No lugar do road movie dramático, que se antecipou a toda uma década de 70 apaixonada pelo género, "The Rain People" será provavelmente o filme mais crucial para perceber que a sensibilidade de Coppola colocou-o muitas vezes uns quantos passos à frente dos restantes realizadores da sua geração (Scorsese, De Palma, Friedkin, Spielberg). Só um autor com o tacto muito apurado conseguiria envolver-se num drama tão profundo como "The Rain People" e, mesmo assim, esquivar-se de todas as armadilhas lamechas em que esse arriscava meter o pé. Não existe uma cena demasiado longa. Não há um personagem que esteja em excesso. Tudo isto é geometria dramática pela mão de quem a sabe explorar como um mestre (ao nível de Kurosawa ou De Sica). Os documentos dizem que o filme foi bastante incompreendido na sua estreia e primeiros anos, mas hoje há que lhe reconhecer uma importância esmagadora na formação de um código para o road movie que descreve algum processo emocional de quem pega no volante. "Five Easy Pieces" (1970), "Badlands" (1973) e "Paris, Texas" (1984): todos surgiram depois e todos lhe devem alguma coisa, mesmo que a reputação de "The Rain People" seja muito mais modesta que a de qualquer um dos três.
May 30, 2013
I didn't want to run away with you. I wanted to run away from you.

Natalie is in an unhappy marriage and recently discovers that she is pregnant. She decides to runaway and try to find herself. She feels that once she finds herself she'll know whether to keep the baby and continue the marriage or have an abortion and start life over. As she drives, she encounters a mentally retarded young man that she can't seem to get rid of. The young man will change her life forever.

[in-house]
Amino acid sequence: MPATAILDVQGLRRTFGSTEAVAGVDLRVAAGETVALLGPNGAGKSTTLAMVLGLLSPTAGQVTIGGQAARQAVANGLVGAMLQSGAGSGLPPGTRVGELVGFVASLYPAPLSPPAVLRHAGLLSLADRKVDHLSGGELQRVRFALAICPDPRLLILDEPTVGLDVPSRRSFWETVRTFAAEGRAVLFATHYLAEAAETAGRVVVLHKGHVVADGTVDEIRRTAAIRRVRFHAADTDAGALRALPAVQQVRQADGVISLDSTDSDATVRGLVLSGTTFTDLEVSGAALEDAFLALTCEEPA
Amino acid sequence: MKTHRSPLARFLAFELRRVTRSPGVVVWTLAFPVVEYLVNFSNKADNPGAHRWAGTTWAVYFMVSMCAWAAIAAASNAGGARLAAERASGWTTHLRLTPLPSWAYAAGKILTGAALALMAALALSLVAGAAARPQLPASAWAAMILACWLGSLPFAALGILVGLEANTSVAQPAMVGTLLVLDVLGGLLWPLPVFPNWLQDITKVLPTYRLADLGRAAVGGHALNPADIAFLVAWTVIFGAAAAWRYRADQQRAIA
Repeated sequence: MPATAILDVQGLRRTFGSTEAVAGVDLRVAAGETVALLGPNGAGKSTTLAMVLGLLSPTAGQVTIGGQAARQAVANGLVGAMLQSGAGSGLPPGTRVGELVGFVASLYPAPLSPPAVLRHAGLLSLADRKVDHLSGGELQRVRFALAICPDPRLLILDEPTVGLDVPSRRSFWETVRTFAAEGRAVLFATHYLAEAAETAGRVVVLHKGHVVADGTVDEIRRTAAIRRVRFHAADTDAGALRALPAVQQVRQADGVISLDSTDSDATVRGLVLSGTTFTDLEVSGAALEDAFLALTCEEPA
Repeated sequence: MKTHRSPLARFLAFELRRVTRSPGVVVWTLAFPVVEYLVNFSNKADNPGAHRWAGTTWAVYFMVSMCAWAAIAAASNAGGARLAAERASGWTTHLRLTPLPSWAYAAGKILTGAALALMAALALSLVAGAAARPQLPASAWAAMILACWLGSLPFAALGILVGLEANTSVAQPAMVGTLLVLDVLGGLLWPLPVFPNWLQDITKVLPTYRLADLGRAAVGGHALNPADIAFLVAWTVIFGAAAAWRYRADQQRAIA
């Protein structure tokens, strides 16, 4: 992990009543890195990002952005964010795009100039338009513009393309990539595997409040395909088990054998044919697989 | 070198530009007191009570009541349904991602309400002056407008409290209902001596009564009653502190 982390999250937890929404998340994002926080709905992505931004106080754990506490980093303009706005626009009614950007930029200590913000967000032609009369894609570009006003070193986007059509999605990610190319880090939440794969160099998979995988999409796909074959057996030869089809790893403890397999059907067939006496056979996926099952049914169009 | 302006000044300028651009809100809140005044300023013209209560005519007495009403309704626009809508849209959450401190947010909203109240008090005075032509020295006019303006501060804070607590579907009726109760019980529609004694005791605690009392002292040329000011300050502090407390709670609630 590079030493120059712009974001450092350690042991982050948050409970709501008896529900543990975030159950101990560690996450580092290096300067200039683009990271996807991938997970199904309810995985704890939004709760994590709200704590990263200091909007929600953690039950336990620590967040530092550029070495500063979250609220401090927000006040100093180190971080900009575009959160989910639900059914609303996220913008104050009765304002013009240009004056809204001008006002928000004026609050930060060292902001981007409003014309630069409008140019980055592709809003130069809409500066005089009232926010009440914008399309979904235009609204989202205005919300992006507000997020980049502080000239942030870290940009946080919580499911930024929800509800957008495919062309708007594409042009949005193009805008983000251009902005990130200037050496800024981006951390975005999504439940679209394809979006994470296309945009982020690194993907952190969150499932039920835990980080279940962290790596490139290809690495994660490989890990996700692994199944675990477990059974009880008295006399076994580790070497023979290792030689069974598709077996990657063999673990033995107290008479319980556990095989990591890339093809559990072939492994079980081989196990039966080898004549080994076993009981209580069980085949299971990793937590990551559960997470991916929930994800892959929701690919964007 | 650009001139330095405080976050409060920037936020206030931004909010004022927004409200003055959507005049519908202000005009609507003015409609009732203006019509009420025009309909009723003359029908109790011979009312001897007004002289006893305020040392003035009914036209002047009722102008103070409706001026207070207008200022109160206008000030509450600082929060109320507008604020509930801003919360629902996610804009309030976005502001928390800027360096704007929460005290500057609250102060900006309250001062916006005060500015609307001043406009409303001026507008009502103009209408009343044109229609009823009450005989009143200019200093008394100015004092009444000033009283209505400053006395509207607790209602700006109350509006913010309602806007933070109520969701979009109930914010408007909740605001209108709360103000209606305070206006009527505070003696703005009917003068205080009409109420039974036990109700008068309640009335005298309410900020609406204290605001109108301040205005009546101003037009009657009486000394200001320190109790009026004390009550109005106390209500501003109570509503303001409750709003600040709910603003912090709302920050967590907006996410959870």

"Go to hell. At least I know you'll be taken care of there."

Francis Ford Coppola, director of The God Father trilogy, Apocalypse Now, Bram Stoker's Dracula, Jack, The Rainmaker, Rumble Fish, The Outsiders, and Dementia 13, delivers The Rain People. The storyline for this picture is very well written and contains awesome characters. The acting is brilliant and the cast includes James Caan, Robert Duvall, Shirley Knight, and Tom Aldredge.

"Bitch, how many times do I have to tell you to stop talking like a little tramp?"

I DVR'd this picture off Turner Classic Movies (TCM) during a recent Robert Duvall marathon. I watched this picture first due to it being directed by the infamous Coppola. I will say this film is a masterpiece and truly underrated. Caan and Duvall are awesome and Knight delivers a classic lead character. I strongly recommend seeing this picture and potentially adding it to your DVD collection.

"Where would a dumb dumb like that get a thousand dollars?"

Grade: A
Super Reviewer
May 7, 2012
In the John Huston tradition of losers who take the road to find themsemelves, getting in contact with people with more and deeper needs to their pathetic and meaningless existence. Coppola's first mature plunge in filmmaking hits the right chords. He's both sensitive and crude, when needed for the sake of such a heartbreaking story.
February 1, 2012
amazing early effort from coppola caan & duval r hot!
December 29, 2011
A very good small film with excellent performances by Shirley Knight, James Caan and, most memorably in a small role, Robert Duvall. I was on the faculty with his brother Augie at CSULB when this was released. Augie got a copy and showed it to a strongly favorable reception. Now it is not even listed on Netflix as among his films he has directed even though they list other films of his not available. Too bad. I think it would find an audience if it were more easily available.
Super Reviewer
December 17, 2011